CR Bard Raises Its Dividend for the 45th Year in a Row
On Wednesday, CR Bard (BCR) announced that it’s raising its quarterly dividend from 24 to 26 cents per share. (In last week’s issue, I predicted 27 cents.) This is the 45th consecutive year in which Bard has raised its dividend. There are only a handful of publicly traded stocks that can boast track records like that.
The company said that the dividend is payable on July 29 to shareholders of record at the close of business on July 18. Bard only pays out a modest portion of its profits as dividends. For the average stock in the S&P 500, the average payout usually runs around 33%. For Bard, it’s less than 10%. Going by Thursday’s closing price, Bard now yields 0.31%. That’s puny, but Bard can easily afford to keep raising its dividend for many years to come.
The company also announced a new $500 million share-repurchase authorization. This is on top of the current program, which has $205 million left in it. Shares of BCR are up 20% for us this year. This week, I’m lifting my Buy Below on CR Bard to $231 per share.
Biogen Drops 12.8% after MS Study
One of my favorite biotech stocks, Biogen (BIIB), got dinged hard this week after the company said that Opicinumab, one of its experimental drugs related to multiple sclerosis, had performed poorly during mid-stage tests. There’s been a worry on Wall Street that Biogen has a thin pipeline, and this news didn’t help. The stock dropped 12.8% on Tuesday. This is especially unfortunate because the stock had been trending higher.
Opicinumab isn’t dead yet, but the drug needs more time for trials. Biogen wasn’t in any sense staking its future on Opicinumab, but it’s not a pleasant setback. If you recall, Biogen said it’s going to focus on its neurology business, and they plan to spin off their hemophilia drugs.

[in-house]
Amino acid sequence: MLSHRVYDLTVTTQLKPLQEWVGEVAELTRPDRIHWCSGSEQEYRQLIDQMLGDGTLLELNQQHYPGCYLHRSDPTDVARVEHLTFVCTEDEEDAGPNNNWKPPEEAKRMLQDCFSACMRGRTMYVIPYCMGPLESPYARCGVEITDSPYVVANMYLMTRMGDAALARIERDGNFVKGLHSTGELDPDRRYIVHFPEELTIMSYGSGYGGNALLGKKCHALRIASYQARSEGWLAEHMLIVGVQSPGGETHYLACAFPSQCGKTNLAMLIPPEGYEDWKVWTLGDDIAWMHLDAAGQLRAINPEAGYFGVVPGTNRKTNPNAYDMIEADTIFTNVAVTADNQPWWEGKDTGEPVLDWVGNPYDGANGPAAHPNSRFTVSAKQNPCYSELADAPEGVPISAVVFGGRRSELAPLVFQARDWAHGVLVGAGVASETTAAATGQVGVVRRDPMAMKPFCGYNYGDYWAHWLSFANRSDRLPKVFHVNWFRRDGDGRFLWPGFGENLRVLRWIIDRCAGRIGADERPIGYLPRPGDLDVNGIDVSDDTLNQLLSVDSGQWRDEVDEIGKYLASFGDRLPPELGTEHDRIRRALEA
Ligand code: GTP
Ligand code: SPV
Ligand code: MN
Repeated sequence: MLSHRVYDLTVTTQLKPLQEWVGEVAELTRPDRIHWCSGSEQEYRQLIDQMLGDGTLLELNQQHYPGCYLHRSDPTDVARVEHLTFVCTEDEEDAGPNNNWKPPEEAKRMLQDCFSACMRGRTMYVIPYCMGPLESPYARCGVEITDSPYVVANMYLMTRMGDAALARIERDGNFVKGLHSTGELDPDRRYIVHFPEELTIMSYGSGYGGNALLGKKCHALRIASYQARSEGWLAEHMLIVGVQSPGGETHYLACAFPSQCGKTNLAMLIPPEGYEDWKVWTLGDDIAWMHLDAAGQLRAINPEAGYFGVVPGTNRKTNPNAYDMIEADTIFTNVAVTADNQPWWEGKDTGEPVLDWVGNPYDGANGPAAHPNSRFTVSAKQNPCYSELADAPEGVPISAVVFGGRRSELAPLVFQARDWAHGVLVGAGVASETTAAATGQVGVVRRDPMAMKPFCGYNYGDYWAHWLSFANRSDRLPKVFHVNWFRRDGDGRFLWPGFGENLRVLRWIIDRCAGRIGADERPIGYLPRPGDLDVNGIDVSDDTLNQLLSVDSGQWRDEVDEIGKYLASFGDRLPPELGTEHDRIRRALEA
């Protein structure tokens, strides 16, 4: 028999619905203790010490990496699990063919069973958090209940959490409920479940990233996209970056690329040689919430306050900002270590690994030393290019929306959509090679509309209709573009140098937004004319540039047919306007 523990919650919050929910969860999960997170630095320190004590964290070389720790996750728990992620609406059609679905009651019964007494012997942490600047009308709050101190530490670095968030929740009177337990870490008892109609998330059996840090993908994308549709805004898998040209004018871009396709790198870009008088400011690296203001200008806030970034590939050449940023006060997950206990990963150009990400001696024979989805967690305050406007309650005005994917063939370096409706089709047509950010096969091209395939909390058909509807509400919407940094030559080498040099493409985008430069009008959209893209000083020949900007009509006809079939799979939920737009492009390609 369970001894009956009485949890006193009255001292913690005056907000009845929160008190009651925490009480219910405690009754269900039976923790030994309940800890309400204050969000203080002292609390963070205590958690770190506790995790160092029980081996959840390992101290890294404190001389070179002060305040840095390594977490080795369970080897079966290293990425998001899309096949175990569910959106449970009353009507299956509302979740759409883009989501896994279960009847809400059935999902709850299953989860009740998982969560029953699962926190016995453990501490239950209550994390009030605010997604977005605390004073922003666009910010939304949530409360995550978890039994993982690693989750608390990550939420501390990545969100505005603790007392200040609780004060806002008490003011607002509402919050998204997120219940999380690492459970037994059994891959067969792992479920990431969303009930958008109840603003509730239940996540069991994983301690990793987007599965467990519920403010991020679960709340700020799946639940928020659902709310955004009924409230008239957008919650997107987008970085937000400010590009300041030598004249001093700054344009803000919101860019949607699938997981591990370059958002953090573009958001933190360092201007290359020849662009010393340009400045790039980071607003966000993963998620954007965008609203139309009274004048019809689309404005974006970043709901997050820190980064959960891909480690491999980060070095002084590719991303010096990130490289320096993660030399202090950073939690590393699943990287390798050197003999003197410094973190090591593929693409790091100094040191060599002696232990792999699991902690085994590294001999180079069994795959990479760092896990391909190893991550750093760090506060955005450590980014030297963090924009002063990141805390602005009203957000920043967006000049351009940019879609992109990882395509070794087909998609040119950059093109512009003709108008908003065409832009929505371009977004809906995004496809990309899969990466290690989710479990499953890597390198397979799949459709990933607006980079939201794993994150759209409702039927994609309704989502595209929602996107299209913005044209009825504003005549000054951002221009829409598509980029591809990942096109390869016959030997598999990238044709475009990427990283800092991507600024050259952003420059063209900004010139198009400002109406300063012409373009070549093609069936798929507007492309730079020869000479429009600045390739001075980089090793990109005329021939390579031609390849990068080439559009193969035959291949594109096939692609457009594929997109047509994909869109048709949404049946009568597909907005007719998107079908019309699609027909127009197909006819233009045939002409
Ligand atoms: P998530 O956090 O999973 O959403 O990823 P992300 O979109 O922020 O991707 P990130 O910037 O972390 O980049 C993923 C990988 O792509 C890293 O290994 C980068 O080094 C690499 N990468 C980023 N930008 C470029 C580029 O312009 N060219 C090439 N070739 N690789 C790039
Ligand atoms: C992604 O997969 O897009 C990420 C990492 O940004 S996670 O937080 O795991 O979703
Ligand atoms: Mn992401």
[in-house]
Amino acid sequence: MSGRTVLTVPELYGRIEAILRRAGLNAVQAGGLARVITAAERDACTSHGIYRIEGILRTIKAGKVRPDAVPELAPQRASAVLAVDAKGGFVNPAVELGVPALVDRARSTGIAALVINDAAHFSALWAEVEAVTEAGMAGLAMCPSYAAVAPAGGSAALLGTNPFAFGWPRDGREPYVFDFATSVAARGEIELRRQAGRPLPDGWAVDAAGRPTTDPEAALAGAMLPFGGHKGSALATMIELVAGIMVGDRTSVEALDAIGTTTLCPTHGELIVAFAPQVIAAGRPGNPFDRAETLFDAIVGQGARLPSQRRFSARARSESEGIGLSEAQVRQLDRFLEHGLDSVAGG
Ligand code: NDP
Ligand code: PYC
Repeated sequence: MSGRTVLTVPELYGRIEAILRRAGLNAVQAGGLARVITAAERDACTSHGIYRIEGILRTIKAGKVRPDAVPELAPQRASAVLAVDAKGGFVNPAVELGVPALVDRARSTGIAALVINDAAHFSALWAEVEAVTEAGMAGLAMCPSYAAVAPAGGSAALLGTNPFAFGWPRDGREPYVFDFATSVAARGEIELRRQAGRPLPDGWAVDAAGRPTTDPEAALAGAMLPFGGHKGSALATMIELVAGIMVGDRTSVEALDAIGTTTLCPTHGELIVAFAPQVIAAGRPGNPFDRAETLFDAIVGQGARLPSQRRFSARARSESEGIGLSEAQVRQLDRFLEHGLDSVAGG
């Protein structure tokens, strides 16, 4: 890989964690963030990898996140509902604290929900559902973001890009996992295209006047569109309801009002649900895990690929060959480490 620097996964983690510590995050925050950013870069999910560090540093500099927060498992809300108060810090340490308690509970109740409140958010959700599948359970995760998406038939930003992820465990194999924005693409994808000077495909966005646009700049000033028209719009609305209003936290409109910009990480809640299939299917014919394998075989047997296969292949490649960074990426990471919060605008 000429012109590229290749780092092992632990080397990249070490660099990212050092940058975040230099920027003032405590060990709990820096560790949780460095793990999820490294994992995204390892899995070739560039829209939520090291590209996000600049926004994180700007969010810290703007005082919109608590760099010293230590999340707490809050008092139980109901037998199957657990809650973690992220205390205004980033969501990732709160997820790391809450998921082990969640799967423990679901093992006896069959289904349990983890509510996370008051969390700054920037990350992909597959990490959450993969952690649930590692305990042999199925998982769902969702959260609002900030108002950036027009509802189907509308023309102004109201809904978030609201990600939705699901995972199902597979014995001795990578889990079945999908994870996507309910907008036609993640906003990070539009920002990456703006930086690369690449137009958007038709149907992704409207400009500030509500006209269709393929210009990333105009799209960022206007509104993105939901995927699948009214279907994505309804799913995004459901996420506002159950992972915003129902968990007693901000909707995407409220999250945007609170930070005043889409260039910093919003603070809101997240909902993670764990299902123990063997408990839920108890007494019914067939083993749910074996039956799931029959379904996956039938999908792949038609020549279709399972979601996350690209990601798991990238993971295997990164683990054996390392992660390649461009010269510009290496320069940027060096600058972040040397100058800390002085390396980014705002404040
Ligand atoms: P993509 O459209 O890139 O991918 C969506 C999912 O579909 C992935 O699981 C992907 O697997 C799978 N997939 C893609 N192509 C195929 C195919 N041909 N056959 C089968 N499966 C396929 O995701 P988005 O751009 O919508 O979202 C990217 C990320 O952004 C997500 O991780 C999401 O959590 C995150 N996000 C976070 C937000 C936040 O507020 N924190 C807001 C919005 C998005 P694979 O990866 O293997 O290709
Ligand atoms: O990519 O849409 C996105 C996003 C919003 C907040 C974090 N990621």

While this week’s news is unfortunate for Biogen, but they still have a lot going for them. Let’s remember that the last few earnings reports have easily beaten expectations. The lower share price also means the stock is going for less than 13 times next year’s earnings estimate. Plus, we have the possible spinoff coming later this year, or in early 2017. Don’t be scared out of Biogen. The company has a bright future.
That’s all for now. Next week is the big Fed meeting. The FOMC gets together on Tuesday and Wednesday. The policy statement will come out at 2 p.m. on Wednesday, which will be followed by a press conference from Fed Chairwoman Janet Yellen. The Fed members will also update their economic projections (the “blue dots”). I’m not expecting any change in rates, but market watchers will pore over every letter in the statement, looking for clues. Be sure to keep checking the blog for daily updates. I’ll have more market analysis for you in the next issue of CWS Market Review!